NEW YORK/HONG KONG/LONDON (Reuters Breakingviews) – Corona Capital is a daily column updated throughout the day by Breakingviews columnists around the world with short, sharp pandemic-related insights.
Tesla Inc CEO Elon Musk walks next to a screen showing an image of Tesla Model 3 car during an opening ceremony for Tesla China-made Model Y program in Shanghai, China January 7, 2020.
DEALERS OR NO DEALERS. Fresh from zooming past Toyota Motor to become the world’s most valuable carmaker, Tesla on Thursday unveiled surprisingly good global sales numbers for the second quarter. Elon Musk’s Silicon Valley upstart delivered almost 91,000 vehicles, some 5% lower than the same period last year, despite a coronavirus-prompted production shutdown and a roughly one-third drop in U.S. sales at Ford Motor and General Motors.
It probably helped that Tesla models are quite expensive, so buyers may have been more immune to Covid-19’s economic fallout. But the electric-car maker, unlike traditional rivals, is not reliant on dealerships to hawk its vehicles, so already kept human contact to a minimum. Neither that resilience nor its longer-term sales outlook can justify Tesla shares trading at more than 70 times estimated 2022 earnings, using Refinitiv data. But it has conferred another useful advantage on Musk’s firm. (By Antony Currie)
HERDING CATS. The Organization of the Petroleum Exporting Countries’ July 15 meeting is shaping up to be a corker. OPEC and allies like Russia have since May cut global supply by 9.7 million barrels per day to offset an epic coronavirus-related demand slump. But laggards like Nigeria and Angola have been letting the side down by pumping more than their fair share.
De facto OPEC leader Saudi Arabia wants the miscreants to compensate for their overproduction by cutting more in future months. Lacking Riyadh-level sovereign wealth buffers, Angola is yet to play ball. Meanwhile, oil prices continue to oscillate around $40 a barrel as heartening news on falling U.S. crude stocks is offset by fears of a spike in virus infections. Saudi will do well to correctly call the right level of cuts and stop fellow oil producers getting the hump. (By George Hay)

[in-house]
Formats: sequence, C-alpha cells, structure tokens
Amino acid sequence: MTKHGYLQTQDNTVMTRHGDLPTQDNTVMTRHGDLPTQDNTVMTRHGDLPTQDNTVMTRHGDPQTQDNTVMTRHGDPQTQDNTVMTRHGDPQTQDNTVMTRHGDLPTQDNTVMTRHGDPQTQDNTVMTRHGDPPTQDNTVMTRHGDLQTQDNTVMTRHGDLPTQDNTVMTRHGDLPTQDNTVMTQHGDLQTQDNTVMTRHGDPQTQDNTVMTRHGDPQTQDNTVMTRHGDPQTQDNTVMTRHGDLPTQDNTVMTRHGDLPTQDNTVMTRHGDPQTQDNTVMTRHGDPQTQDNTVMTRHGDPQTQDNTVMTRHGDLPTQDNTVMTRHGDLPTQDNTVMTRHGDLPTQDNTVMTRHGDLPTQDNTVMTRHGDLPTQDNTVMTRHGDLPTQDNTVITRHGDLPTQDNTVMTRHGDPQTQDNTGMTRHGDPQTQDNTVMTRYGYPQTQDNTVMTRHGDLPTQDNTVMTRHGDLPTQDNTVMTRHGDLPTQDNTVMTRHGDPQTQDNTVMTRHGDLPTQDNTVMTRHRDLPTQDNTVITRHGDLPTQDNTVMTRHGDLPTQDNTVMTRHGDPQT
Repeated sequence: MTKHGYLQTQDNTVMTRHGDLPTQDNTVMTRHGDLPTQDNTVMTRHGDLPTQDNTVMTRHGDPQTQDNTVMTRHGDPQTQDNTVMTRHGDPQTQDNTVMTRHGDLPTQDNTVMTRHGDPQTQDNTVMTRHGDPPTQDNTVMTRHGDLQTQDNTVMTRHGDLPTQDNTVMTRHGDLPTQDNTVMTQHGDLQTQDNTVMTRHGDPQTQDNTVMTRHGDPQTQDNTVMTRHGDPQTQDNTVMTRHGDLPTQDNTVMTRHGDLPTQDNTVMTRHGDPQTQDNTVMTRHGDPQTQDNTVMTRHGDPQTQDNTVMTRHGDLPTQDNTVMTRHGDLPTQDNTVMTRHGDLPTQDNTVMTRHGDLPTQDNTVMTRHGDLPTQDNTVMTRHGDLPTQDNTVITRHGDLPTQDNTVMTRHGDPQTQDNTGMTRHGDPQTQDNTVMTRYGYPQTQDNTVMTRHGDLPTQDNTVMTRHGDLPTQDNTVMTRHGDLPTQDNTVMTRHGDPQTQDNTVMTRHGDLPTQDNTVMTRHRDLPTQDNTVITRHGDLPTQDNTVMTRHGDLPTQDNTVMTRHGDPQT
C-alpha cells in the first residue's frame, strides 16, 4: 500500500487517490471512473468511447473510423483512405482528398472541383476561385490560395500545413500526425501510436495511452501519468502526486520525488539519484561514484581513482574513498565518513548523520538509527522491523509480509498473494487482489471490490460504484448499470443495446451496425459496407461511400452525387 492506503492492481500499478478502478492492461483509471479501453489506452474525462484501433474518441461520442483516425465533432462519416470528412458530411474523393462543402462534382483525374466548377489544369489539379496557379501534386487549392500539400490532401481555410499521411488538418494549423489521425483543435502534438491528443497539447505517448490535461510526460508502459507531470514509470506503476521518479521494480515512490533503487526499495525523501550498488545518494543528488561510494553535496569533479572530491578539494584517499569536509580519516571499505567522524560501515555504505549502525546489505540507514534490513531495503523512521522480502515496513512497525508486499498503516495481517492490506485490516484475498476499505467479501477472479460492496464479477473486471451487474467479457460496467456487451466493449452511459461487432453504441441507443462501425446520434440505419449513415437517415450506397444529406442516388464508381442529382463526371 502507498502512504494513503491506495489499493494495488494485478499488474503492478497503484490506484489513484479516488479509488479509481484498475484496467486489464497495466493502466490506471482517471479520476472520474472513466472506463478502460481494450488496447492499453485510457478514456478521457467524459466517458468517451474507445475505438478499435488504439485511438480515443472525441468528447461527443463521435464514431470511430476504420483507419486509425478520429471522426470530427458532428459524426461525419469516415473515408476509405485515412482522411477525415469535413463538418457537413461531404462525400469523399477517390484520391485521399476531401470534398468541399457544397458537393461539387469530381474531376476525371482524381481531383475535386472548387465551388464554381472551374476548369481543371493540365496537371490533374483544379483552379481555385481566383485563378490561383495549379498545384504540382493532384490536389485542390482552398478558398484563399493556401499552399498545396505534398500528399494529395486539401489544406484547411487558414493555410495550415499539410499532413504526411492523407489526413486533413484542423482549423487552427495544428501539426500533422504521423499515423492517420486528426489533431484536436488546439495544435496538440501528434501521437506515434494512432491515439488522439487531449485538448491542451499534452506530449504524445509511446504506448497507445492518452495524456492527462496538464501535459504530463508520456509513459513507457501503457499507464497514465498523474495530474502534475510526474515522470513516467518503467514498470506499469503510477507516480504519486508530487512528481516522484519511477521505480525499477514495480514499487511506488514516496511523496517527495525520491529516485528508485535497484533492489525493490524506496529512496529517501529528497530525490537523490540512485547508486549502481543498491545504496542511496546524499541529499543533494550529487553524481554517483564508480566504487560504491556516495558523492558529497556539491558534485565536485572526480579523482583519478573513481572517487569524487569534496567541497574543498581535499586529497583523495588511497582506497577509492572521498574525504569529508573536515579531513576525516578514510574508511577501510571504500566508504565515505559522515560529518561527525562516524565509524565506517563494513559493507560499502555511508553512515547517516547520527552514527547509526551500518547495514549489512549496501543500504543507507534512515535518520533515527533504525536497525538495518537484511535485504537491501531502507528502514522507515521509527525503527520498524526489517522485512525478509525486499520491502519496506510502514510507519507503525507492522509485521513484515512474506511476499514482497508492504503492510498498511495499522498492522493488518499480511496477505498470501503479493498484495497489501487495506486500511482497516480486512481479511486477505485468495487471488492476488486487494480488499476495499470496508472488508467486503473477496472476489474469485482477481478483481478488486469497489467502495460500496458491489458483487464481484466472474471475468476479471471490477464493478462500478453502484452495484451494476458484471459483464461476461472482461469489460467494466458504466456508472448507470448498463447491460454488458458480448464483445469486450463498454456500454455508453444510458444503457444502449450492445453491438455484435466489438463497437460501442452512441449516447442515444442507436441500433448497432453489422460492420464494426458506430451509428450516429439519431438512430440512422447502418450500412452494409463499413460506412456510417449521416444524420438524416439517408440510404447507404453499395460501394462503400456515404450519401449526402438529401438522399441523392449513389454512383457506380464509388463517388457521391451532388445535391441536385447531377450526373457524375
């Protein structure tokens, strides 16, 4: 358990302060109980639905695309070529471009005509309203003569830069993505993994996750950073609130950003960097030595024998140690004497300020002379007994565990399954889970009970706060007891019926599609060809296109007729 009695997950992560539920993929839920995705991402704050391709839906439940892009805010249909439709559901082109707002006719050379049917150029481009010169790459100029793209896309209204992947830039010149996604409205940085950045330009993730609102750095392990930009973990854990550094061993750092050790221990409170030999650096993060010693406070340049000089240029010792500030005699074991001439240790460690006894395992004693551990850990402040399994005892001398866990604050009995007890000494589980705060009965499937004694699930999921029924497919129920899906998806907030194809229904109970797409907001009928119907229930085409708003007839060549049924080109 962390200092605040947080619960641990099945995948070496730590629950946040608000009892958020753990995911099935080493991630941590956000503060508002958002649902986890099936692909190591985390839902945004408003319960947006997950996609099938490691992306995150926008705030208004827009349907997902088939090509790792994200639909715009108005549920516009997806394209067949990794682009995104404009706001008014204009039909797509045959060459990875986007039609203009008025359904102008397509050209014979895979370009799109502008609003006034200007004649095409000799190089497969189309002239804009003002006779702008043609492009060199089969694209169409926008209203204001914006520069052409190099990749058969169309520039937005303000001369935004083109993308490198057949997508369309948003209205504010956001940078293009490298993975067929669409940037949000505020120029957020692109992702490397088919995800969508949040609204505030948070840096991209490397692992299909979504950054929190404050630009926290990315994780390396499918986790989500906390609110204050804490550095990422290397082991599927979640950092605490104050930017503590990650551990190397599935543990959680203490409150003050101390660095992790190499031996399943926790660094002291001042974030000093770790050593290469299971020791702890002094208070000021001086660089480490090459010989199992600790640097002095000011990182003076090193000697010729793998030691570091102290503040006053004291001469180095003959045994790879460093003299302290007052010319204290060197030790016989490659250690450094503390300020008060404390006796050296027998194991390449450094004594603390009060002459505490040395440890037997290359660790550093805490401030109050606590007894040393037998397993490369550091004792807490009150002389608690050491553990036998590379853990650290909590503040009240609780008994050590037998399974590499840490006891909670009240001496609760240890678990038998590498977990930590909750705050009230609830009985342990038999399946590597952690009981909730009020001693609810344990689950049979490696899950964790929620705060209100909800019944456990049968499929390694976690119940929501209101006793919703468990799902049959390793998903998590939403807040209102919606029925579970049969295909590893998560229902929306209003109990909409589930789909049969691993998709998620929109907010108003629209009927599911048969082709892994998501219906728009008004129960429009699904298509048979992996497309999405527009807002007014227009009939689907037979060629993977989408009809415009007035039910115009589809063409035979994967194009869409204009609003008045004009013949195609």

REVERSE GEAR. Citing Covid-19, Chinese electric-car startup Byton is suspending production from July 1 to reorganise itself, and is raising funds to address unpaid salaries. That will cramp its IPO plans, and is another sign of trouble in the world’s biggest EV market, which was struggling before the pandemic hit. Sales of new energy vehicles fell 23.5% year-on-year to 82,000 units in May, according to an industry association, even while overall auto sales rose 14.5%.
Byton, which has yet to sell a single car, is hardly the only cash-strapped EV maker, but its peers are faring better. New York-listed Nio announced this week it had substantially completed cash injections into its China operation, while Alibaba-backed Xpeng has started deliveries of its P7 electric sedan, which will challenge Tesla’s Model 3. But barring a startling demand revival, the coronavirus looks set to accelerate consolidation. (By Sharon Lam)
RETAIL RELIEF. The death of the high street is greatly exaggerated. That’s the message from Associated British Foods’ latest trading update. The $21 billion owner of Primark said that although retail sales tanked 75% from March 1 to June 20, since reopening its sales were only down 12% versus last year. And in June, when 90% of its stores reopened, revenue was ahead of last year’s levels in Ireland and England. Investors responded with a near-8% share bounce.
Lockdown was a boon to the grocery business. Long-life goods like Ryvita and Dorset Cereals were in high demand from housebound consumers. This delivered a 9% sales boost from March to June. A rush of sugar sales from higher prices in Europe also delivered a 3% bump since the beginning of the year. This took the edge off the lockdown hit to Primark. But with fast-fashion enthusiasts back, the retail recovery may be faster than expected. (By Aimee Donnellan)
POSH PUSH. Ikea’s latest Paris shopping trip offers a glimpse of the post-pandemic future. Ingka Group, which operates the flat-pack furniture giant’s stores, is splashing 130 million euros on a new store in the French capital that will flog more small accessories rather than three-seater sofas. Its choice of the wealthy Rue de Rivoli looks a punt on deeper-pocketed urban dwellers spending their cash on quick trips rather than trekking to Ikea’s big warehouses.
The shift could put Ikea in good stead for a prolonged recession. Unemployment in America topped 13% in May while in Europe it was near 7% in April. With reduced cash flow, consumers may prefer to redecorate their homes rather than move altogether. Ingka’s Parisian splurge is unlikely to be a one-off. The Swedish furniture group is also eyeing assets in Germany. And with rival retailers collapsing, it faces less competition. (By Aimee Donnellan)
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